I think we know that humidity will cause moisture to form on cold surfaces now, especially if it's very humid, but why is it humid?

This is the difference between a Contractor and an engineer. The engineer just explains how to do things out of a book and put it on paper. The Contractor actually has to make it work or fix the situation.
I want to thank you as well. This has been a great thread and really fun to be one of the participants. I have enjoyed reading all the posts on here and the debate has been stimulating. Believe me, I very much value your field experiences.

I think I may be seeing where our communication break down is occuring - maybe?

Are you saying that humidity is coming in from outside when the windows leak? That condensation is forming on the windows when higher humidity air leaks into the home and contacts the window surface?

Last edited by oberon; 12-22-2009 at 05:28 AM.
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Old 12-22-2009, 09:33 AM   #53
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Moisture on windows


When warm and cold air meet, there is moisture........not all the time, but when it happens, it happens where they meet.

Anyhow, it appears I may be incorrect with the original poster's problem. Being all the problem windows are upstairs..........

baum......did you get a RH reading at all yet? Did you try anything like a fan, opening shades? Does the condensation get less the more our outside temps have risen lately?
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Old 12-22-2009, 09:38 AM   #54
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Moisture on windows


Sorry i have not yet got a reading. Can i get a meter like this at HD? how expensive are they?

3 windows (upstairs living room) have no curtains or blinds on them. The 2 bedroom windows do have mini blinds on them, but they are pulled up about 6-8" from the bottom to see if it would help. So far nothing.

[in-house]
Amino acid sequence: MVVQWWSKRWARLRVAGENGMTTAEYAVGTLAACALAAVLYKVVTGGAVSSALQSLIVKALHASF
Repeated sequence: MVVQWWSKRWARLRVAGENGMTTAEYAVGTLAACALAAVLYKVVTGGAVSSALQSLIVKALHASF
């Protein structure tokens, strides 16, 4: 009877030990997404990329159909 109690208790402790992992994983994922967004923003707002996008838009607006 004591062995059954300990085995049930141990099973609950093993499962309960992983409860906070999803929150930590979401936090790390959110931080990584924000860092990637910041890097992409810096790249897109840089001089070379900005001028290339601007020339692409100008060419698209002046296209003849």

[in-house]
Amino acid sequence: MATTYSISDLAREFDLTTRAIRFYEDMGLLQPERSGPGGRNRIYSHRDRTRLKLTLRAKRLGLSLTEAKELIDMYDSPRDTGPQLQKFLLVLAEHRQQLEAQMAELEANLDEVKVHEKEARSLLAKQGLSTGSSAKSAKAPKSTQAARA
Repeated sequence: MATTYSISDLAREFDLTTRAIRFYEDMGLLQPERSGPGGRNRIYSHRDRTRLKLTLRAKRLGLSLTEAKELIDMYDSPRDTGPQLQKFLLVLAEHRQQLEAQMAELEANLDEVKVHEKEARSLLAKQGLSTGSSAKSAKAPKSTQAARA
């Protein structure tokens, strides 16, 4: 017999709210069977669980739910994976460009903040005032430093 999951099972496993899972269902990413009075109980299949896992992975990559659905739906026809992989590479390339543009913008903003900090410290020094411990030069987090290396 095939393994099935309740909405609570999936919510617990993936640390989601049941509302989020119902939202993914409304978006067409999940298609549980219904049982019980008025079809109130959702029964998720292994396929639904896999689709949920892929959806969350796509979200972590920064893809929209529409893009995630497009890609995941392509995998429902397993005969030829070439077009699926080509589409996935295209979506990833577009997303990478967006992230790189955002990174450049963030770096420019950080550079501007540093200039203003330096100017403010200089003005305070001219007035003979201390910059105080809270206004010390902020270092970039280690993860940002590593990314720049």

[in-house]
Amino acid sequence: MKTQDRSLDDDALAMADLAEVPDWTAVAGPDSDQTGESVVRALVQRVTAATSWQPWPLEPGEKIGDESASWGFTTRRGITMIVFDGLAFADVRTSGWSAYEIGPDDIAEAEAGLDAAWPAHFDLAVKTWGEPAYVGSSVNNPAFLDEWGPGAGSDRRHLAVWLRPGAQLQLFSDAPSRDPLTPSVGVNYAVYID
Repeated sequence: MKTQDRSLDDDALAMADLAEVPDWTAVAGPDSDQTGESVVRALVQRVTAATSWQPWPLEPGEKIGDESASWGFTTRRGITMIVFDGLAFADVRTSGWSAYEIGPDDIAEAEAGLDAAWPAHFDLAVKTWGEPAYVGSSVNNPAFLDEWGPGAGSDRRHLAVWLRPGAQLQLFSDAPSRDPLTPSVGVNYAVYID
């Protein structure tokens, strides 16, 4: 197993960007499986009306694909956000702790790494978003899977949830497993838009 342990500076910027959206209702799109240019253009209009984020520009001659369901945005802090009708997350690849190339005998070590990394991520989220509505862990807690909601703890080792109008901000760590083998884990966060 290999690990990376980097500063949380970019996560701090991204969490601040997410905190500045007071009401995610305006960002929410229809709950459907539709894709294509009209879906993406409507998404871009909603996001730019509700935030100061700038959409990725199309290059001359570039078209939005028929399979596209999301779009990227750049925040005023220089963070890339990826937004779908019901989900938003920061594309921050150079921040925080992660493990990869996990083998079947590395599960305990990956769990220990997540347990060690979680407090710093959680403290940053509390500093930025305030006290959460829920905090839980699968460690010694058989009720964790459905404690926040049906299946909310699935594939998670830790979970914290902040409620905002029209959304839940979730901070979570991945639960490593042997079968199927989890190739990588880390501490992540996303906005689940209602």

There is still moisture on all the same windows.
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Old 12-22-2009, 10:15 AM   #55
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Moisture on windows


They're about $8 up here at DIY box stores: two dials one a thermometer the other the relative humidity gauge.

Readings go hand-in-hand because both are connected; the relative humidity is only a given number at a certain temperature. So what we're looking for are statements like: "my upstairs room is x %RH at x temperature"...for example.

You probably have 'the chimney effect' of warm air rising throughout your house so the moist air is upstairs...unfortunately, the warm air contains the moisture, so the amount of humidity in the air will probably rise as you go up. Hence the upstairs windows having condensation on them. What heating system do you have?
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Old 12-22-2009, 12:34 PM   #56
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Moisture on windows


BINGO. We have the answer. The humidity in the upstairs is high enough to cause condensation on the cold windows. It is logical that humidity levels will be higher in bedrooms and bathrooms, which is why in this case only the upstairs windows have condesation on them. I would be willing to bet that if Baum boils water to make pasta, he may find condensation on the kitchen windows too.

Cheapest solution: Live with it. Put towels on the window sill to catch drips and leave blinds and curtains open as long as possible which will encourage more air flow, hopefully reducing condensation.
Cheap solution: Put the plastic film over the windows.
Medium price solution: Buy a de-humidifier and put it upstairs.
Expensive: Upgrade your windows to triple pane, and make sure they are installed correctly.

Did I miss anything?
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Last edited by drtbk4ever; 12-22-2009 at 12:37 PM.
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Old 12-22-2009, 05:39 PM   #57
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Moisture on windows


Yes, I think you may have missed the real solution. Install an air exchanger. New tight building mandates the use of an air exchanger. I believe it is even code in some areas now.